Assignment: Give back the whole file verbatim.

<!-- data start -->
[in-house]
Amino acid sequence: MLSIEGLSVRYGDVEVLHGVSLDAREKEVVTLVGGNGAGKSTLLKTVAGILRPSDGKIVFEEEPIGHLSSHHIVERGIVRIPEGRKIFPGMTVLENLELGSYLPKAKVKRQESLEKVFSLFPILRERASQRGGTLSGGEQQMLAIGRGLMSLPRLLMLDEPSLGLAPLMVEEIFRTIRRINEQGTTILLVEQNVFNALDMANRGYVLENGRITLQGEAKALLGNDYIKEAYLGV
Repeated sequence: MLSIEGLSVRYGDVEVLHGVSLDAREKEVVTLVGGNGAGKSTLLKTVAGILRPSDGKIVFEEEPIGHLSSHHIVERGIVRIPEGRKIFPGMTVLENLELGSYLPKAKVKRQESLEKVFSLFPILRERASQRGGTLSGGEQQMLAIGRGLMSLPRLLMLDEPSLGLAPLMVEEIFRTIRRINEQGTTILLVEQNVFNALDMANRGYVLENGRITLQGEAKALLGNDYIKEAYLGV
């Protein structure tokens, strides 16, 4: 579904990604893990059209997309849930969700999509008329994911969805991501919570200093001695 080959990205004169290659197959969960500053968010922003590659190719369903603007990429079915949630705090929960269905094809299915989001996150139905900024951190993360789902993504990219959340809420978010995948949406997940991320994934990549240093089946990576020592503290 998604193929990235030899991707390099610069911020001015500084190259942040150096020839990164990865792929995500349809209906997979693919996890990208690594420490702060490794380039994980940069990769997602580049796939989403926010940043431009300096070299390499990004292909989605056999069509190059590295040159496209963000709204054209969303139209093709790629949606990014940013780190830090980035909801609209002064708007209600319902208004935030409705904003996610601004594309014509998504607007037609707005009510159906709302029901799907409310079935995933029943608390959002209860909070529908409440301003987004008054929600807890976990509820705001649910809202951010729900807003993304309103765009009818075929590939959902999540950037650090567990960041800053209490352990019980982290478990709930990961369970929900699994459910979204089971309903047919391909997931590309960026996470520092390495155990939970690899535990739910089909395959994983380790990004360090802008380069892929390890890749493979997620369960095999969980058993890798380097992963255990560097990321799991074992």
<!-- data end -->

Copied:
[in-house]
Amino acid sequence: MLSIEGLSVRYGDVEVLHGVSLDAREKEVVTLVGGNGAGKSTLLKTVAGILRPSDGKIVFEEEPIGHLSSHHIVERGIVRIPEGRKIFPGMTVLENLELGSYLPKAKVKRQESLEKVFSLFPILRERASQRGGTLSGGEQQMLAIGRGLMSLPRLLMLDEPSLGLAPLMVEEIFRTIRRINEQGTTILLVEQNVFNALDMANRGYVLENGRITLQGEAKALLGNDYIKEAYLGV
Repeated sequence: MLSIEGLSVRYGDVEVLHGVSLDAREKEVVTLVGGNGAGKSTLLKTVAGILRPSDGKIVFEEEPIGHLSSHHIVERGIVRIPEGRKIFPGMTVLENLELGSYLPKAKVKRQESLEKVFSLFPILRERASQRGGTLSGGEQQMLAIGRGLMSLPRLLMLDEPSLGLAPLMVEEIFRTIRRINEQGTTILLVEQNVFNALDMANRGYVLENGRITLQGEAKALLGNDYIKEAYLGV
């Protein structure tokens, strides 16, 4: 579904990604893990059209997309849930969700999509008329994911969805991501919570200093001695 080959990205004169290659197959969960500053968010922003590659190719369903603007990429079915949630705090929960269905094809299915989001996150139905900024951190993360789902993504990219959340809420978010995948949406997940991320994934990549240093089946990576020592503290 998604193929990235030899991707390099610069911020001015500084190259942040150096020839990164990865792929995500349809209906997979693919996890990208690594420490702060490794380039994980940069990769997602580049796939989403926010940043431009300096070299390499990004292909989605056999069509190059590295040159496209963000709204054209969303139209093709790629949606990014940013780190830090980035909801609209002064708007209600319902208004935030409705904003996610601004594309014509998504607007037609707005009510159906709302029901799907409310079935995933029943608390959002209860909070529908409440301003987004008054929600807890976990509820705001649910809202951010729900807003993304309103765009009818075929590939959902999540950037650090567990960041800053209490352990019980982290478990709930990961369970929900699994459910979204089971309903047919391909997931590309960026996470520092390495155990939970690899535990739910089909395959994983380790990004360090802008380069892929390890890749493979997620369960095999969980058993890798380097992963255990560097990321799991074992």